Preferences in trust regarding the provision of cancer information among adults

J Natl Med Assoc. 2021 Aug;113(4):457-464. doi: 10.1016/j.jnma.2021.03.003. Epub 2021 Apr 1.


Background: Disparities associated with trust in health information exist warranting a need for research assessing this relationship among adults. Therefore, the aim of this study was to assess trust of cancer information among U.S. adults.

Methods: A weighted sample of 237,670,167 adults from the Health Information National Trends Survey (HINTS) from 2011-2014 was used for the analyses. Dependent variables were dichotomized answers to whether individuals trusted information from family/friends, the internet, or a doctor. Independent variables included age, sex, region, race/ethnicity, and cancer diagnosis to investigate associations between demographic factors and differences in trust. Logistic regression was run using R survey package.

Results: There were statistically significant differences in trust based on race/ethnicity, age, and cancer diagnosis. Minorities were less likely to trust information from a doctor, with Hispanics more likely to trust information from the internet (OR=1.8 (95% CI 1.36,2.43)), and Non-Hispanic Blacks trusting information from family and friends (OR=1.5 (95% CI 1.06, 2.13)). Adults ≥45 years of age were less likely to trust the doctor 'a lot' (45-64 years: OR=0.6 (95% CI 0.50, 0.83); 65+ years (OR=0.7 (95% CI 0.54, 0.92)), but more likely to not trust information from family and friends or the internet. Patients with cancer were more likely to trust information from a doctor 'a lot' (78%; p=0.01).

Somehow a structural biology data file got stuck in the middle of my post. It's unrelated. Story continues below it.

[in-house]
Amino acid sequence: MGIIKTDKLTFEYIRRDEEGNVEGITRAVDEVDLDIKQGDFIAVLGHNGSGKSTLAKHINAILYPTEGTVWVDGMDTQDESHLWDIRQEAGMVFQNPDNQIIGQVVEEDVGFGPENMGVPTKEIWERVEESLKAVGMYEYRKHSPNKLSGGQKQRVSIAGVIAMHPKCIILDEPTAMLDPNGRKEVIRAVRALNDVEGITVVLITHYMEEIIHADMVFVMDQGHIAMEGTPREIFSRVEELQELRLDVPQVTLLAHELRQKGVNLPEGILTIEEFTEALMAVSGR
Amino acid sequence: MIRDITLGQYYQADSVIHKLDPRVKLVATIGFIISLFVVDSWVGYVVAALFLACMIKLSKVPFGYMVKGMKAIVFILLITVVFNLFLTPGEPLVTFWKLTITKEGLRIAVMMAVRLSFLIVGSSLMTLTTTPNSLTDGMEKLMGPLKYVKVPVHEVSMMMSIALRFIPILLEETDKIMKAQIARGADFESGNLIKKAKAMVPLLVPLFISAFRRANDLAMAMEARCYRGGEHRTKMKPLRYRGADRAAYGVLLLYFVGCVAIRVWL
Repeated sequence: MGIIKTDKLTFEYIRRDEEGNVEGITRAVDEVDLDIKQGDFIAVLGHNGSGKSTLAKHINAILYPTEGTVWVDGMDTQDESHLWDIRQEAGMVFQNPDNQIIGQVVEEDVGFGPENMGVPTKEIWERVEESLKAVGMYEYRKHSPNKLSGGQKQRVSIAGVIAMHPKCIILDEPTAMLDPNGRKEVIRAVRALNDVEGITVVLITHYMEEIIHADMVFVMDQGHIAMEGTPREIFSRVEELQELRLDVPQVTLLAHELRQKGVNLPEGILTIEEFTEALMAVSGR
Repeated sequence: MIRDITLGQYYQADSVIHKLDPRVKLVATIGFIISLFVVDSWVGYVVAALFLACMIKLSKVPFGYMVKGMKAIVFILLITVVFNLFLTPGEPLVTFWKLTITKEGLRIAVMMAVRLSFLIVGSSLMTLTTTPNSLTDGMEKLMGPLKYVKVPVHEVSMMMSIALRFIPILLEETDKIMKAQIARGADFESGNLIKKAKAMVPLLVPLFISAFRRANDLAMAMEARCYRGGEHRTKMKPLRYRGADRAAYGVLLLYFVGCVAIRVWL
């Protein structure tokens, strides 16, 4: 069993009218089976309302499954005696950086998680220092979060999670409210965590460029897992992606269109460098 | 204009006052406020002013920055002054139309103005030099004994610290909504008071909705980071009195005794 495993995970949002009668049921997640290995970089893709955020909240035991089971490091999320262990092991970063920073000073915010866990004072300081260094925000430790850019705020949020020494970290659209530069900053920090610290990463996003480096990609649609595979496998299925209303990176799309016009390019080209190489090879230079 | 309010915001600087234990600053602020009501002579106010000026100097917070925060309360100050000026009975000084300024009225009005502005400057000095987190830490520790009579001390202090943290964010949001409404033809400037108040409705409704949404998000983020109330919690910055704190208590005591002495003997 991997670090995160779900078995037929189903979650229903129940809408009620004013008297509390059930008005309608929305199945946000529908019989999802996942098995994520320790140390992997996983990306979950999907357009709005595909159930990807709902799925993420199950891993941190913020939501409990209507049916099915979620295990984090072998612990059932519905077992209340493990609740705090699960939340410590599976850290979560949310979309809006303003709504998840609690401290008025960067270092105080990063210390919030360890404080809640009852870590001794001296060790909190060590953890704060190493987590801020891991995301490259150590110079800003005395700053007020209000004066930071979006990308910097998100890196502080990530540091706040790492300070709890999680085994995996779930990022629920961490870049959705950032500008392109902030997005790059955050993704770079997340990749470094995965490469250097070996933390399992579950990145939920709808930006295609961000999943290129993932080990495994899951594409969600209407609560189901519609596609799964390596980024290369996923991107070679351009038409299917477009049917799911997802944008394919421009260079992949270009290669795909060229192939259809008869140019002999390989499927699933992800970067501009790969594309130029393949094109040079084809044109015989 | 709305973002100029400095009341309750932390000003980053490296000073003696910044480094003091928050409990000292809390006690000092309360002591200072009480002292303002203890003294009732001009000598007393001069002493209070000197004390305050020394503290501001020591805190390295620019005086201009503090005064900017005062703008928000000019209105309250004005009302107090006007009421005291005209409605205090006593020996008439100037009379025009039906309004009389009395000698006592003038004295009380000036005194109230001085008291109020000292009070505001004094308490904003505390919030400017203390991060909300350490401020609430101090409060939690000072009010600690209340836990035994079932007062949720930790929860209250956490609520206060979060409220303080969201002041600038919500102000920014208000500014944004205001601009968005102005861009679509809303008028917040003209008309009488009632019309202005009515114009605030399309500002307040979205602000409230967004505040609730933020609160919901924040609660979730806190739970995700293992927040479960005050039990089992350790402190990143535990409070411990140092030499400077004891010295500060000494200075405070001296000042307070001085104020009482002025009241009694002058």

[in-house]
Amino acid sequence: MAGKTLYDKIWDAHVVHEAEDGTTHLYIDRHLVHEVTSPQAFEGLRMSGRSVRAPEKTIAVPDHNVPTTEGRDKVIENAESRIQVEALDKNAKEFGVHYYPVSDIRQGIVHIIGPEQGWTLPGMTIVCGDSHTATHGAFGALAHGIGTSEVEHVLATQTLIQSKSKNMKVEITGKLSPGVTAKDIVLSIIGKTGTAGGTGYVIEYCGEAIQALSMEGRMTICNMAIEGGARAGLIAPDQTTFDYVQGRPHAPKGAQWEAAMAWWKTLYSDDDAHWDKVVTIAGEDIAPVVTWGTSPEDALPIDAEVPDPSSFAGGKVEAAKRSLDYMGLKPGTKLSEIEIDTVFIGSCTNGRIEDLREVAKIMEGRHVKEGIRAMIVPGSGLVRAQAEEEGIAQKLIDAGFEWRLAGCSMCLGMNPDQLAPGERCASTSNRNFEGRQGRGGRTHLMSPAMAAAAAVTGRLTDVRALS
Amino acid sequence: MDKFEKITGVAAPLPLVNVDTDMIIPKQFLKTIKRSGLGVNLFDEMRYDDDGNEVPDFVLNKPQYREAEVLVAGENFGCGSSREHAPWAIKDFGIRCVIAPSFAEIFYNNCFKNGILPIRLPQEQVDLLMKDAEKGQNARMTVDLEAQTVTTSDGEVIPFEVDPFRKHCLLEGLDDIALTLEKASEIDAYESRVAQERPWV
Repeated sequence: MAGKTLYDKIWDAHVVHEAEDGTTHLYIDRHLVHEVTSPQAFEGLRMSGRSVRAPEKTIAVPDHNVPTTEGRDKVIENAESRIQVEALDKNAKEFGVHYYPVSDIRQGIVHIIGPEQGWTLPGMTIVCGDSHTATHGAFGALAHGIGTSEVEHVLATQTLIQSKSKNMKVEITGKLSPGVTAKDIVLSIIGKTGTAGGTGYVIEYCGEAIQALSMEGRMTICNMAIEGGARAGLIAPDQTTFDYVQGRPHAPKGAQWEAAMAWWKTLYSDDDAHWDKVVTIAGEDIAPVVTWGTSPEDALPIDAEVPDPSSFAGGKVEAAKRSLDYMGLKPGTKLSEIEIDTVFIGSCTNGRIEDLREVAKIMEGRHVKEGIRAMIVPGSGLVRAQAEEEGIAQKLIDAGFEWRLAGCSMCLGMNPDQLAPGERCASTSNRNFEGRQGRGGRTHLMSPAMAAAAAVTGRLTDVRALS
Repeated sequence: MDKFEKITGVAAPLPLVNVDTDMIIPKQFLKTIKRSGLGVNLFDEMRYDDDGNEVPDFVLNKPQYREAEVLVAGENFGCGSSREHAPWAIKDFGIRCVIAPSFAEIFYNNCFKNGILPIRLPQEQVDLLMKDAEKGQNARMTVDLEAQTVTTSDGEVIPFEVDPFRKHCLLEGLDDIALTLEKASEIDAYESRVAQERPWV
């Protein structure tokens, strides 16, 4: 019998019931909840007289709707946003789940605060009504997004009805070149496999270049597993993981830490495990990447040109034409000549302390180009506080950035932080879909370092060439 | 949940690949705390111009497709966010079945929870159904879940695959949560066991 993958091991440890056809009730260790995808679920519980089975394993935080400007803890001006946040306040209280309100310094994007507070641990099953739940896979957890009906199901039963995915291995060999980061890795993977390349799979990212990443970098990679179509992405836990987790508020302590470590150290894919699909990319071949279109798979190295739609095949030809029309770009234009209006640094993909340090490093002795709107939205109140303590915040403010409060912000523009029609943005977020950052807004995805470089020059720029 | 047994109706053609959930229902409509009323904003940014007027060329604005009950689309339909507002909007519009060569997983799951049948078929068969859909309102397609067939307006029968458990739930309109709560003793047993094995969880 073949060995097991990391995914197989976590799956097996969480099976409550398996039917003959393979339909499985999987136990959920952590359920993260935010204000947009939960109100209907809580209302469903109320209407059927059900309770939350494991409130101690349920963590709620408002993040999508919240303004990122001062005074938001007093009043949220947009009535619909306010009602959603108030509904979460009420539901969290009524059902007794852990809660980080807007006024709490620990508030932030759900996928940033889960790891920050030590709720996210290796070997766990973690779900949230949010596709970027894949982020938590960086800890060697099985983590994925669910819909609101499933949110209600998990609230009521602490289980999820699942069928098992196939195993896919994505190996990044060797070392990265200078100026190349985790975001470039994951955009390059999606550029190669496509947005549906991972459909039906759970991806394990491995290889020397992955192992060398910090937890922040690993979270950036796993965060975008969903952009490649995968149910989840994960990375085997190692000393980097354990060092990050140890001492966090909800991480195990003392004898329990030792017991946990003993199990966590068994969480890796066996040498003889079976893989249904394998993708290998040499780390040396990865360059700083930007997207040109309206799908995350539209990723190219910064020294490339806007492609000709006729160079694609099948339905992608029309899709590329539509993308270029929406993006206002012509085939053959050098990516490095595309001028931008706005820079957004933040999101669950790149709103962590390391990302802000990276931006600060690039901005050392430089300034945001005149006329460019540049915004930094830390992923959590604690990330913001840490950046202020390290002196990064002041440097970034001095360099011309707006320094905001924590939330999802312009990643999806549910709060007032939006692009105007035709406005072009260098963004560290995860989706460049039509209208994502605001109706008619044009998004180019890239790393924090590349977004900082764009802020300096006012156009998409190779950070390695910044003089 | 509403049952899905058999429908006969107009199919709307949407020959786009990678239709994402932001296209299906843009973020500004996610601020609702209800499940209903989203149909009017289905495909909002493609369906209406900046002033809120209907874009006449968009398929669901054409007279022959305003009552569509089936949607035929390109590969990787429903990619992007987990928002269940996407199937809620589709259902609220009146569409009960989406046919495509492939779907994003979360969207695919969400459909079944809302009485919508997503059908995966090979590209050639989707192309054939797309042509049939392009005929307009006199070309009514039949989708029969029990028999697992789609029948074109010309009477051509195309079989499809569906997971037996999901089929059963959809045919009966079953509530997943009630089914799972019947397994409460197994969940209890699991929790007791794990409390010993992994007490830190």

Discussion: Significant differences in preferences regarding trust in cancer information occurred based on sociodemographic characteristics.

Conclusion: These finding suggest targeting specific population subgroups for information from sources they trust could be helpful in reducing disparities in trust.

Keywords: Adults; Cancer; HINTS; Information; Trust.

MeSH terms

  • Adult
  • Ethnicity
  • Hispanic or Latino
  • Humans
  • Middle Aged
  • Neoplasms*
  • Surveys and Questionnaires
  • Trust*